Today, I took some time to capture couple of checkout flows that are known to be well AB-tested and optimized: 1800flowers.com and Vistaprint.com.
Here is the summary of my review.
- Flower and vase options are given first
- The overall checkout flow is reduced to five steps: Product Page -> Shopping Cart -> Sign-in or Continue as Guest -> Shipping -> Billing Info and Credit Card Info
- It is highly noticeable that the last page has probably two to three pages worth of form fields
- There are a lot of ‘free’ product offerings that kick off a checkout flow
- There are literally thousand paths for it to become a paid offering
- As you customize your product, you see more and more personalized / customized visual representation of recommended products
- Users are put through four ‘Add A Vase’ pages where the last one shows ‘Free Offers’. When you read the details, they are 30 day free trials that are actually available to anyone.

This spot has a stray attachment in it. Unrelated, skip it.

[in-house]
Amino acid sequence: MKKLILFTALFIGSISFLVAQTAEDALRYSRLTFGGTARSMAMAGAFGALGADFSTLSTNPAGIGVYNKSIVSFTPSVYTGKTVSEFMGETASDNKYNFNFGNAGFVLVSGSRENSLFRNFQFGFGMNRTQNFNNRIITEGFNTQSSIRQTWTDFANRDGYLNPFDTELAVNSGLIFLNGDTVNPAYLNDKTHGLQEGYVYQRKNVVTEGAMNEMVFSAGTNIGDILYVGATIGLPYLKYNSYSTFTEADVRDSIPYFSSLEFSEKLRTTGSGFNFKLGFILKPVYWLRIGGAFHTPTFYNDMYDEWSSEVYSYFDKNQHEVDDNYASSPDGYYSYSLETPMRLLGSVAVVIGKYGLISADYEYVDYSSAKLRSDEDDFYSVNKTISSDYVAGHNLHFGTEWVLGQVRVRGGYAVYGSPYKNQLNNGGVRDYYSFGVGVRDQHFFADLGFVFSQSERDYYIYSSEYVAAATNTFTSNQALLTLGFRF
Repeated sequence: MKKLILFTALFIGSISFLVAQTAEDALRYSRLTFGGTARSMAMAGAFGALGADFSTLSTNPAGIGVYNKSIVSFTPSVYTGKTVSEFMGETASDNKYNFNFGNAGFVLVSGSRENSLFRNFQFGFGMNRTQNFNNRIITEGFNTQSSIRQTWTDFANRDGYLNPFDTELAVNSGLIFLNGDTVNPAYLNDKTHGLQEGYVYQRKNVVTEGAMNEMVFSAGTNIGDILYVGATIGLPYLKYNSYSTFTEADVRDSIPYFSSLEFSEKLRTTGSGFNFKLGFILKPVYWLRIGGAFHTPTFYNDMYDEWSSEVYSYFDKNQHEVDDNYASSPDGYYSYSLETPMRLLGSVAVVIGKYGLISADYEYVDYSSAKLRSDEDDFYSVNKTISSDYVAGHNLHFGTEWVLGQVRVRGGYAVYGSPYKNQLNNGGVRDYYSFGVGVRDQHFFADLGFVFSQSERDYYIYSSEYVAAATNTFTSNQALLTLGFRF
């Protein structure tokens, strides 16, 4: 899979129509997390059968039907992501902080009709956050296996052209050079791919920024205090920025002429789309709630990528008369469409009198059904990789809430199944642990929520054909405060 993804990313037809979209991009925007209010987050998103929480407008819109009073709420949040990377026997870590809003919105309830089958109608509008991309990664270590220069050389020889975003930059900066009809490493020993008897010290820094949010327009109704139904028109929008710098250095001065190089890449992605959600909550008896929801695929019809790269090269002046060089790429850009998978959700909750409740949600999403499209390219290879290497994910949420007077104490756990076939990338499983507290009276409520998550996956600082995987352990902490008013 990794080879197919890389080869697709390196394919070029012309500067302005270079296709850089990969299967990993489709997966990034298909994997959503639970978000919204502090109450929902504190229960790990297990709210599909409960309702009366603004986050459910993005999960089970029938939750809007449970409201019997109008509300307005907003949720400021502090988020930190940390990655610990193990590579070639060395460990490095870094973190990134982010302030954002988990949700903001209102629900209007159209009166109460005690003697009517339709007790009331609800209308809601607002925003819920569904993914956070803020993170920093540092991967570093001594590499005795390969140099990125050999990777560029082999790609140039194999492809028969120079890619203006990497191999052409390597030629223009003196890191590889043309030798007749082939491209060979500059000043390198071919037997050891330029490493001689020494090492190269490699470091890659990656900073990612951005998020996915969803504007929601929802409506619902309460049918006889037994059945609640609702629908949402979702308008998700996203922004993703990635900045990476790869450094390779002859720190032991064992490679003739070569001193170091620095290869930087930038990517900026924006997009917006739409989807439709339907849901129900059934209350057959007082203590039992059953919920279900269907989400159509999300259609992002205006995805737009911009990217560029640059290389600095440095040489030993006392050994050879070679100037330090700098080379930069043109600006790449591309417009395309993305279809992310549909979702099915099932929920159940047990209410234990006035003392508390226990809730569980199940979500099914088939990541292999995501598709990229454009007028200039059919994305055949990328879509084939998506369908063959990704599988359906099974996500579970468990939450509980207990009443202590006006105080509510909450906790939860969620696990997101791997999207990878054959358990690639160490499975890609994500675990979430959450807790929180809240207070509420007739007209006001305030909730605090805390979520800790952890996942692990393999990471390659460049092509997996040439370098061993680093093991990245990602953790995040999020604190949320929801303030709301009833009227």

- The final step of order checkout flow has two CTA’s (Call-To-Action’s). The first one that is placed in the middle of the page allows you to check out the original, intended order. The second one that is placed at the bottom right corner of the page is actually for buying one more product that you never added to the cart. (If you don’t pay attention, it is very easy to accidentally add another product on your way out.)
- When you complete (or abandon) the checkout flow and come back to the home page, it gives you long list of personalized, customized product offerings. They are using something more secretive technical method than browser cookie; I deleted my cookie and went back and it somehow pinpointed me. (It was kind of disturbing, to be honest.) (I did a quick research and as a matter of fact, somebody tracked down the technique: http://tips.webdesign10.com/flash-cookies-privacy)
Screenshots of 1800flowers.com & Vistaprint Checkout Flows:
Other articles on checkout flows:
> Apple Store’s Checkout Form Redesign by LukeW: http://www.lukew.com/ff/entry.asp?968